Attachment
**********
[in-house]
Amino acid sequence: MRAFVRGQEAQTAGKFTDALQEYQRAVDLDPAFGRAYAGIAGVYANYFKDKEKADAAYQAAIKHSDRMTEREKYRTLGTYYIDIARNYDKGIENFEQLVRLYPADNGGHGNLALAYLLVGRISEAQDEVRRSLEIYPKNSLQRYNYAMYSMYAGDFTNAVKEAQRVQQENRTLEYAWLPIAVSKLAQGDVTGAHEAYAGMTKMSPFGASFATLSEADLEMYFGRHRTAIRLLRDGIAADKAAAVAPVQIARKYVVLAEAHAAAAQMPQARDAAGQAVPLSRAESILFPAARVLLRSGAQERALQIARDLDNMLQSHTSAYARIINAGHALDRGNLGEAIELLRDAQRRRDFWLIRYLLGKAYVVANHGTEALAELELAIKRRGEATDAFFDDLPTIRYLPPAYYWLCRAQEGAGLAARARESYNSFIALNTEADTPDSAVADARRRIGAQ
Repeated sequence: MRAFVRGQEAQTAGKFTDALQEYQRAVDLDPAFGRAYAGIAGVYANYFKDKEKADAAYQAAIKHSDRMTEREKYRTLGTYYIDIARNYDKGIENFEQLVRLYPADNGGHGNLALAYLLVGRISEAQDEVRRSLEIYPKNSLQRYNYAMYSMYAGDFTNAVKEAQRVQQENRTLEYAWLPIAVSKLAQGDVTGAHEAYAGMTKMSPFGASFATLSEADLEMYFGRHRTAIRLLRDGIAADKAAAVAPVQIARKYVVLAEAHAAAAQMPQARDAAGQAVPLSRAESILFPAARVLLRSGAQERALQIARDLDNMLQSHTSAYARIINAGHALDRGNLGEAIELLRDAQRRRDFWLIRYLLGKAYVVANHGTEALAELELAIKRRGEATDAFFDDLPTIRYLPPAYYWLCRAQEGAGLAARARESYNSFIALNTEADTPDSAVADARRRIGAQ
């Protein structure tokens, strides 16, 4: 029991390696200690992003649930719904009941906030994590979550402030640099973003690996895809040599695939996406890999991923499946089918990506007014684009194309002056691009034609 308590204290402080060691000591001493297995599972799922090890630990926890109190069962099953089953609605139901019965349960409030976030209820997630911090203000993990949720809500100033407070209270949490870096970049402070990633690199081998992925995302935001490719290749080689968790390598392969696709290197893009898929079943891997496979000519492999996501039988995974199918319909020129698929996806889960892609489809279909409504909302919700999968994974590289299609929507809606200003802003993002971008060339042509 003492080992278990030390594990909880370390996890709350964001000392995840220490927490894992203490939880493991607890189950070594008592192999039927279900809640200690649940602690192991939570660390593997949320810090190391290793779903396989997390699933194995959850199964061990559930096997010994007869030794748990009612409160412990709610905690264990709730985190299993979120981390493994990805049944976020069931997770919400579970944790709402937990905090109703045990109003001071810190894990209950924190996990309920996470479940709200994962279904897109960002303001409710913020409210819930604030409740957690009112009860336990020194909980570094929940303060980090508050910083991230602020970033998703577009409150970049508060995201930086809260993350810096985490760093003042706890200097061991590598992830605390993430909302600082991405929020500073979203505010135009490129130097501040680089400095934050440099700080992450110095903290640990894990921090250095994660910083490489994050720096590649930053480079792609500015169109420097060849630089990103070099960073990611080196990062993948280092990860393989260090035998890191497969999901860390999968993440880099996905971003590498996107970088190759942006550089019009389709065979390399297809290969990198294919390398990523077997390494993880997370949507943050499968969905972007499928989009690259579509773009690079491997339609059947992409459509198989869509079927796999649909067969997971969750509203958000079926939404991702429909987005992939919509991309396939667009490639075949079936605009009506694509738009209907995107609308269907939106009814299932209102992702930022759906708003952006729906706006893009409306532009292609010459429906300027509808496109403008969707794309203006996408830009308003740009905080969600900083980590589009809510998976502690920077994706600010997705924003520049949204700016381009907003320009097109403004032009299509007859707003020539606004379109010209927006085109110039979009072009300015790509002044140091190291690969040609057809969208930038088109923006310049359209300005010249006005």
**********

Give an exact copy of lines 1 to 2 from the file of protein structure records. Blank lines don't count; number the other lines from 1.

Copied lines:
[in-house]
Amino acid sequence: MRAFVRGQEAQTAGKFTDALQEYQRAVDLDPAFGRAYAGIAGVYANYFKDKEKADAAYQAAIKHSDRMTEREKYRTLGTYYIDIARNYDKGIENFEQLVRLYPADNGGHGNLALAYLLVGRISEAQDEVRRSLEIYPKNSLQRYNYAMYSMYAGDFTNAVKEAQRVQQENRTLEYAWLPIAVSKLAQGDVTGAHEAYAGMTKMSPFGASFATLSEADLEMYFGRHRTAIRLLRDGIAADKAAAVAPVQIARKYVVLAEAHAAAAQMPQARDAAGQAVPLSRAESILFPAARVLLRSGAQERALQIARDLDNMLQSHTSAYARIINAGHALDRGNLGEAIELLRDAQRRRDFWLIRYLLGKAYVVANHGTEALAELELAIKRRGEATDAFFDDLPTIRYLPPAYYWLCRAQEGAGLAARARESYNSFIALNTEADTPDSAVADARRRIGAQ